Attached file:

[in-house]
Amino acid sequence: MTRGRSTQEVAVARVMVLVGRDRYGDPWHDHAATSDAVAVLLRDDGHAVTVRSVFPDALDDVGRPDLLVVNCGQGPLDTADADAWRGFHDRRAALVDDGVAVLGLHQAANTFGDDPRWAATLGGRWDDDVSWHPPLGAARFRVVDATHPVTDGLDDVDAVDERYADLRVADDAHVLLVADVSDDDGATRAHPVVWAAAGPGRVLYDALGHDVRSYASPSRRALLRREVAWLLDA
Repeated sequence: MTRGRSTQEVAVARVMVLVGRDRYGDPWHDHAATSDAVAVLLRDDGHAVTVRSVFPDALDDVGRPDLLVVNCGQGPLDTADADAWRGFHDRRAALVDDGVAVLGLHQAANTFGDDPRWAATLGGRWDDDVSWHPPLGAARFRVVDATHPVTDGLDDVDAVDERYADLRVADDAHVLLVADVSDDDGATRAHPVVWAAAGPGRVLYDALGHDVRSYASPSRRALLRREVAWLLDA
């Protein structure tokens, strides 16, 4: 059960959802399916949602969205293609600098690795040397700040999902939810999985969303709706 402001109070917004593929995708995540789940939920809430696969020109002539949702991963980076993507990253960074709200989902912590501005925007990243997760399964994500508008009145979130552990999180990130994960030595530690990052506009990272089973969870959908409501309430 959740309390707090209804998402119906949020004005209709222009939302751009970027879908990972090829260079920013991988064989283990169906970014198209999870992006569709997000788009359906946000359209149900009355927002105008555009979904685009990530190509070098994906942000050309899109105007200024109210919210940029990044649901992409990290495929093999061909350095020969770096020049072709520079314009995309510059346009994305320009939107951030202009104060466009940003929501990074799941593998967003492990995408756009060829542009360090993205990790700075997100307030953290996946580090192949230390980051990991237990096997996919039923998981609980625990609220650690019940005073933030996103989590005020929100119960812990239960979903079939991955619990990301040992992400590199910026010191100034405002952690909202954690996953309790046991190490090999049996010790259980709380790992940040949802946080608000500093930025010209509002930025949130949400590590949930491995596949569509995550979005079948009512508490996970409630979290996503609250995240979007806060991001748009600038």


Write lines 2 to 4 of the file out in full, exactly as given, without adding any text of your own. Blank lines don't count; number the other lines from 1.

Amino acid sequence: MTRGRSTQEVAVARVMVLVGRDRYGDPWHDHAATSDAVAVLLRDDGHAVTVRSVFPDALDDVGRPDLLVVNCGQGPLDTADADAWRGFHDRRAALVDDGVAVLGLHQAANTFGDDPRWAATLGGRWDDDVSWHPPLGAARFRVVDATHPVTDGLDDVDAVDERYADLRVADDAHVLLVADVSDDDGATRAHPVVWAAAGPGRVLYDALGHDVRSYASPSRRALLRREVAWLLDA
Repeated sequence: MTRGRSTQEVAVARVMVLVGRDRYGDPWHDHAATSDAVAVLLRDDGHAVTVRSVFPDALDDVGRPDLLVVNCGQGPLDTADADAWRGFHDRRAALVDDGVAVLGLHQAANTFGDDPRWAATLGGRWDDDVSWHPPLGAARFRVVDATHPVTDGLDDVDAVDERYADLRVADDAHVLLVADVSDDDGATRAHPVVWAAAGPGRVLYDALGHDVRSYASPSRRALLRREVAWLLDA
């Protein structure tokens, strides 16, 4: 059960959802399916949602969205293609600098690795040397700040999902939810999985969303709706 402001109070917004593929995708995540789940939920809430696969020109002539949702991963980076993507990253960074709200989902912590501005925007990243997760399964994500508008009145979130552990999180990130994960030595530690990052506009990272089973969870959908409501309430 959740309390707090209804998402119906949020004005209709222009939302751009970027879908990972090829260079920013991988064989283990169906970014198209999870992006569709997000788009359906946000359209149900009355927002105008555009979904685009990530190509070098994906942000050309899109105007200024109210919210940029990044649901992409990290495929093999061909350095020969770096020049072709520079314009995309510059346009994305320009939107951030202009104060466009940003929501990074799941593998967003492990995408756009060829542009360090993205990790700075997100307030953290996946580090192949230390980051990991237990096997996919039923998981609980625990609220650690019940005073933030996103989590005020929100119960812990239960979903079939991955619990990301040992992400590199910026010191100034405002952690909202954690996953309790046991190490090999049996010790259980709380790992940040949802946080608000500093930025010209509002930025949130949400590590949930491995596949569509995550979005079948009512508490996970409630979290996503609250995240979007806060991001748009600038």